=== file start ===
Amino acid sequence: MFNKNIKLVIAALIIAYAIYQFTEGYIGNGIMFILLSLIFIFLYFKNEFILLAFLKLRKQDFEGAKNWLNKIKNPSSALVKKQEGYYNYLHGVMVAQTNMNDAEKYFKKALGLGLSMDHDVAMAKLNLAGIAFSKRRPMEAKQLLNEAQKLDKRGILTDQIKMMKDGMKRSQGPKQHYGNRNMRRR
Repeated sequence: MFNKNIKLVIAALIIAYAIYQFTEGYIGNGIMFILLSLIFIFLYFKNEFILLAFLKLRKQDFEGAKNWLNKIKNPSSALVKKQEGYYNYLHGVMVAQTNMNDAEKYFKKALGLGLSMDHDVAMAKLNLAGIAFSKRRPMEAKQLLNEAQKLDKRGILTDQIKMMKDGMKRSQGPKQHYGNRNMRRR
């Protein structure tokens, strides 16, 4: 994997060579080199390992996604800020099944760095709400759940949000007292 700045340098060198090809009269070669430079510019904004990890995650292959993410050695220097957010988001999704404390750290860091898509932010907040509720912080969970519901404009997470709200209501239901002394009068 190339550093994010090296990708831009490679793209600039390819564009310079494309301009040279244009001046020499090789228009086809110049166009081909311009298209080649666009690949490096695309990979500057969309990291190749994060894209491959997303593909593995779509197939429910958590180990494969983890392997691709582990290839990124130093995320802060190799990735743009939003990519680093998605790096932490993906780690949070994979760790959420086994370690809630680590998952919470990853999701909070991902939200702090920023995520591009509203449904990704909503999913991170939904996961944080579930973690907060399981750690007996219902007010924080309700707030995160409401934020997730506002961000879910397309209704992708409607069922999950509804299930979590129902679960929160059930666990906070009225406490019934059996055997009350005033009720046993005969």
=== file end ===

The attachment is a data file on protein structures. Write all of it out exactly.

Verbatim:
Amino acid sequence: MFNKNIKLVIAALIIAYAIYQFTEGYIGNGIMFILLSLIFIFLYFKNEFILLAFLKLRKQDFEGAKNWLNKIKNPSSALVKKQEGYYNYLHGVMVAQTNMNDAEKYFKKALGLGLSMDHDVAMAKLNLAGIAFSKRRPMEAKQLLNEAQKLDKRGILTDQIKMMKDGMKRSQGPKQHYGNRNMRRR
Repeated sequence: MFNKNIKLVIAALIIAYAIYQFTEGYIGNGIMFILLSLIFIFLYFKNEFILLAFLKLRKQDFEGAKNWLNKIKNPSSALVKKQEGYYNYLHGVMVAQTNMNDAEKYFKKALGLGLSMDHDVAMAKLNLAGIAFSKRRPMEAKQLLNEAQKLDKRGILTDQIKMMKDGMKRSQGPKQHYGNRNMRRR
């Protein structure tokens, strides 16, 4: 994997060579080199390992996604800020099944760095709400759940949000007292 700045340098060198090809009269070669430079510019904004990890995650292959993410050695220097957010988001999704404390750290860091898509932010907040509720912080969970519901404009997470709200209501239901002394009068 190339550093994010090296990708831009490679793209600039390819564009310079494309301009040279244009001046020499090789228009086809110049166009081909311009298209080649666009690949490096695309990979500057969309990291190749994060894209491959997303593909593995779509197939429910958590180990494969983890392997691709582990290839990124130093995320802060190799990735743009939003990519680093998605790096932490993906780690949070994979760790959420086994370690809630680590998952919470990853999701909070991902939200702090920023995520591009509203449904990704909503999913991170939904996961944080579930973690907060399981750690007996219902007010924080309700707030995160409401934020997730506002961000879910397309209704992708409607069922999950509804299930979590129902679960929160059930666990906070009225406490019934059996055997009350005033009720046993005969």